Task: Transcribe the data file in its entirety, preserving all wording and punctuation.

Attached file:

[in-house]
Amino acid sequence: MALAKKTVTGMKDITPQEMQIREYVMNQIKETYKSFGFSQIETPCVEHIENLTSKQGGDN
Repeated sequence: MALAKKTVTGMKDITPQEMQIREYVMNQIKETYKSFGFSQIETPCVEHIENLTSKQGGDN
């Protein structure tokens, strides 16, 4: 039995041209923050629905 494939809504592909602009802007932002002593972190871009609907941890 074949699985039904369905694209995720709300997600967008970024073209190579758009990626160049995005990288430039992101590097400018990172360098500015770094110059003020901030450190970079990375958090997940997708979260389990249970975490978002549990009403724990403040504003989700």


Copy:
[in-house]
Amino acid sequence: MALAKKTVTGMKDITPQEMQIREYVMNQIKETYKSFGFSQIETPCVEHIENLTSKQGGDN
Repeated sequence: MALAKKTVTGMKDITPQEMQIREYVMNQIKETYKSFGFSQIETPCVEHIENLTSKQGGDN
């Protein structure tokens, strides 16, 4: 039995041209923050629905 494939809504592909602009802007932002002593972190871009609907941890 074949699985039904369905694209995720709300997600967008970024073209190579758009990626160049995005990288430039992101590097400018990172360098500015770094110059003020901030450190970079990375958090997940997708979260389990249970975490978002549990009403724990403040504003989700």